I once punched a student. Or rather, I dreamt that I punched a student. I would like to say this dream was completely random—one those dreams that comes out of left field and can’t be explained. Truthfully, there is part of me that kinda enjoyed it. This particular student had been on my nerves. He was a leader in our group and had been, in my estimation, neglecting our student ministry in favor of school sports. There was constant tension between this student and me, as I was regularly challenging him to prioritize our student ministry and he was constantly defending his commitment to his team. I don’t want to read too much into my dream but I am pretty confident it was the result of my sinful subconscious desire to get my point across to this student.
As student pastors and leaders, it is our job to identify the struggles and unique temptations our students are facing so that we might help them fight sin and pursue Christ. There is, however, a fine line between this and forcing your own agenda. If we are not careful, we will turn legitimate concerns into hobbyhorses—pet projects that distract us from our ultimate mission of making disciples. This most often plays out in our teaching and preaching. For example, if you have students in your ministry who you wish were not dating, you might decide to start a series on dating and purity. Around the same time that I had the dream about punching one of my students, I began a series on church membership, which I think I hoped would help this student see the importance of active participation in our church.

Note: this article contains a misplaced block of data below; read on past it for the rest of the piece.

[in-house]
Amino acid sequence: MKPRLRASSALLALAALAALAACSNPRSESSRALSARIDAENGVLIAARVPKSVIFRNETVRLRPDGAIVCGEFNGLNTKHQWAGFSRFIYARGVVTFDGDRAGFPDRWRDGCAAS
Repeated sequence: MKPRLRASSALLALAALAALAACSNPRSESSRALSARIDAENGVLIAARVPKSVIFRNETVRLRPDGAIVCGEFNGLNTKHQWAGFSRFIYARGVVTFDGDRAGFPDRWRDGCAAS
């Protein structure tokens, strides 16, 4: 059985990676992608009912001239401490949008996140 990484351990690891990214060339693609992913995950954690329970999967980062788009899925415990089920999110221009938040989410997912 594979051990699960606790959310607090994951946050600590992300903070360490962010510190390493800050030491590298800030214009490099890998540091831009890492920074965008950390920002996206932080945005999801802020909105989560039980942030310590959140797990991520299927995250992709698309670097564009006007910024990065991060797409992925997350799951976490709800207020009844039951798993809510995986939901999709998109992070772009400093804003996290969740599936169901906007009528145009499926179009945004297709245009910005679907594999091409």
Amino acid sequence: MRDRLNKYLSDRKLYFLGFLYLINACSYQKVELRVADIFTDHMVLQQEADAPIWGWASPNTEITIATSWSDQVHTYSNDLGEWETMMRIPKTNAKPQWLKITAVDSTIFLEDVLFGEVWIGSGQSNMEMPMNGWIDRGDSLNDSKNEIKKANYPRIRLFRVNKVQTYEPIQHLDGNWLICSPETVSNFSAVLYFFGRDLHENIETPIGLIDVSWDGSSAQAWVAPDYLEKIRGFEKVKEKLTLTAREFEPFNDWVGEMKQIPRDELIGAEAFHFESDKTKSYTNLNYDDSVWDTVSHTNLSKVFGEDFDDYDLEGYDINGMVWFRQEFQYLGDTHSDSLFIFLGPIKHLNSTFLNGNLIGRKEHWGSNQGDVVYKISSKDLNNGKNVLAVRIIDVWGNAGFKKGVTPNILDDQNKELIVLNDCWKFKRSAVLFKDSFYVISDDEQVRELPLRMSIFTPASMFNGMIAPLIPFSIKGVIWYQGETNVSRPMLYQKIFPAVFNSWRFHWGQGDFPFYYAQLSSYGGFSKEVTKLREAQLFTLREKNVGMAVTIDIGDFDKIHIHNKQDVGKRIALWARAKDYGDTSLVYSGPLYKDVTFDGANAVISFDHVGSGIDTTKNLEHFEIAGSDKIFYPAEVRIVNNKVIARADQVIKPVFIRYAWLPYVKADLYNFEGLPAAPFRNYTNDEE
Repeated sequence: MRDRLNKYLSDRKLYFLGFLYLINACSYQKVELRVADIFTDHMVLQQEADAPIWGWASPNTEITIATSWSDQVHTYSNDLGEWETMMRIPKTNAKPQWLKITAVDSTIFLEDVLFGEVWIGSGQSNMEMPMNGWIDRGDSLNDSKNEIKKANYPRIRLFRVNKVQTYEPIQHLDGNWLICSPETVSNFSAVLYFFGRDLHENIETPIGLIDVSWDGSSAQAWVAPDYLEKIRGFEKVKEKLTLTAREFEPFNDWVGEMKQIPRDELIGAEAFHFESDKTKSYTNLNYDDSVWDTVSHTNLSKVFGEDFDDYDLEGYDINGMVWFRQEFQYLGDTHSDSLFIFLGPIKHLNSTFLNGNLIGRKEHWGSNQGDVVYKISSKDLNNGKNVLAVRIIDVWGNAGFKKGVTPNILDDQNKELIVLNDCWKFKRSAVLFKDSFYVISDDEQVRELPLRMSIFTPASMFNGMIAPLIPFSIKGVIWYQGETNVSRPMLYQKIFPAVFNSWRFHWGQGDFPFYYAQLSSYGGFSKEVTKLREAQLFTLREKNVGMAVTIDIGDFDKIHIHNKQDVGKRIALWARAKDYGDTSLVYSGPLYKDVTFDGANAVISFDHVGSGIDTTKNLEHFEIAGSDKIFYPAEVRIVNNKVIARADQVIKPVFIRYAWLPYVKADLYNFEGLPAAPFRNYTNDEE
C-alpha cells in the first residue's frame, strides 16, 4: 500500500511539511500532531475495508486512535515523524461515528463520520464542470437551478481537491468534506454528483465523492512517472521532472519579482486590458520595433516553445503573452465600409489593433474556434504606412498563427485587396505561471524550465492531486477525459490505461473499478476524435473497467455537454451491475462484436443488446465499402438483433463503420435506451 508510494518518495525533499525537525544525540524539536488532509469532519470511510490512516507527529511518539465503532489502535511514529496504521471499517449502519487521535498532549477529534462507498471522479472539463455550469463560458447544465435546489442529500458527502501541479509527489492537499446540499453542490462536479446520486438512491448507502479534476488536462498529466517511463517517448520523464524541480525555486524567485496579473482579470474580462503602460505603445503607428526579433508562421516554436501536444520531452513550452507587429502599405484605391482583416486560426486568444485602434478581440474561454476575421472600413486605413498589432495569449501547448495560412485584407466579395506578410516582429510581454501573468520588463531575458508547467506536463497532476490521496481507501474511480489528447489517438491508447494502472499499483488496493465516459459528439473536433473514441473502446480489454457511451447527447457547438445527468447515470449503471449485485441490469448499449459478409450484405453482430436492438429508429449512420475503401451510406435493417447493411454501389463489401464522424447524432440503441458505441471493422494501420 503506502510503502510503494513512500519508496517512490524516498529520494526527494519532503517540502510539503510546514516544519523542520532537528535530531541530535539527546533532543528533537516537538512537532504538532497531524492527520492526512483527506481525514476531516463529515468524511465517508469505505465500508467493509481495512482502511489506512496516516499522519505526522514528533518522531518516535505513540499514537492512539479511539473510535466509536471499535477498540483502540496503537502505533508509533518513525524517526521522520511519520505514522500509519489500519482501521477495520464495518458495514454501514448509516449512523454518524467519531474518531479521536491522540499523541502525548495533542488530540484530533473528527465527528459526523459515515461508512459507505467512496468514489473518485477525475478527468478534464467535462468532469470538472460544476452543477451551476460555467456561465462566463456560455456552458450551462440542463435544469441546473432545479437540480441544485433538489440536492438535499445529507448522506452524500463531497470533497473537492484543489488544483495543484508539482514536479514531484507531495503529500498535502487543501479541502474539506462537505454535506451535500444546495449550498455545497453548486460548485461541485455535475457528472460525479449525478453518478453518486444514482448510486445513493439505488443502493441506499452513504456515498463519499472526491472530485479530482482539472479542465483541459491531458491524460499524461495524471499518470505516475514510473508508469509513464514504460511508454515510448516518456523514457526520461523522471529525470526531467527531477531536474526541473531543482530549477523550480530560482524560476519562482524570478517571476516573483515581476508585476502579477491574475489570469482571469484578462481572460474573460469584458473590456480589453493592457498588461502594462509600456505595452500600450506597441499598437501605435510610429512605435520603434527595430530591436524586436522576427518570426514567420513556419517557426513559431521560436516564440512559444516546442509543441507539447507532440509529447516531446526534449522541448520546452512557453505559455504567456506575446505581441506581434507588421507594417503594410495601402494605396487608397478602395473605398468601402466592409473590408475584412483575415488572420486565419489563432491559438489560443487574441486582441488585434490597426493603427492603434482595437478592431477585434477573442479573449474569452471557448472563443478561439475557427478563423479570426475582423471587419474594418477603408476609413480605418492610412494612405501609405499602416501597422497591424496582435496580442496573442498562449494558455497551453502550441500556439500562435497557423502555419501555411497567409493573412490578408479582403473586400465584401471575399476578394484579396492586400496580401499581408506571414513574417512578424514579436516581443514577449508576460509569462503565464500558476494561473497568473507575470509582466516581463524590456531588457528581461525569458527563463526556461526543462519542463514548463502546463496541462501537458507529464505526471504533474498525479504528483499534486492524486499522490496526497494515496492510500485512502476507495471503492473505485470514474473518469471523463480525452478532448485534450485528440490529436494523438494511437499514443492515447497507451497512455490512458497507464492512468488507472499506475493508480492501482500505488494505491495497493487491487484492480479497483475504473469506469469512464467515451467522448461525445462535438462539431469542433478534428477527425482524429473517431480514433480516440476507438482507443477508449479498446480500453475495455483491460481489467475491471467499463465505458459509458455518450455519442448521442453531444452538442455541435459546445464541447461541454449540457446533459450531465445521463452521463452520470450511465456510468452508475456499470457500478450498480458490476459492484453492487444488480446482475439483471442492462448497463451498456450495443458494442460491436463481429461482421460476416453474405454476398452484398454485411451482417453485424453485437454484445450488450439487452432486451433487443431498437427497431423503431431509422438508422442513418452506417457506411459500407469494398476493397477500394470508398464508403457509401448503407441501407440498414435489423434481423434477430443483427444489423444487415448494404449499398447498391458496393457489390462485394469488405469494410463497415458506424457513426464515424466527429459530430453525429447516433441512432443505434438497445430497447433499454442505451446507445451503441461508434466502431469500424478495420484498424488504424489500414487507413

It’s a wonderful thing to study church membership or to study what the Bible says about relationships and purity. However, when our teaching is centered around the correcting specific missteps of individuals in our ministry, we are no longer preaching the Word, but passive-aggressively promoting our own agenda.
You may have never dreamed of punching a student to put him in his place, but if you are honest you probably have preached a hobbyhorse. All student leaders face this temptation. This is why Paul told Timothy:
I charge you in the presence of God and of Christ Jesus, who is to judge the living and the dead, and by his appearing and his kingdom: preach the word; be ready in season and out of season; reprove, rebuke, and exhort with complete patience and teaching. For the time is coming when people will not endure sound teaching, but having itching ears they will accumulate for themselves teachers to suit their passions, and will turn away from listening to the truth and wander off into myths. (2 Tim. 4:1-4).
One of the best ways to guard against hobbyhorse preaching is to simply teach God’s Word in context. When your focus each Sunday––even when working through particular––is to unpack what Scripture says about it in context, you will avoid pushing your own agenda. Timothy’s temptation, it seems was the opposite of the one I faced to speak out against what I felt were ill proportioned priorities. Timothy was being pressured to preach to please other people—to tell them what they want to hear. Whatever your temptation is, the answer is the same: preach the Word in season and out. Don’t force your own agenda—make every effort to patiently, week after week, help your students unpack the life changing truth of God’s Word (Heb. 4:13).
This post was written by Drew Dixon, Editor and Brand Owner of Explore the Bible Students. You can follow Drew on Twitter here – @drewdixon82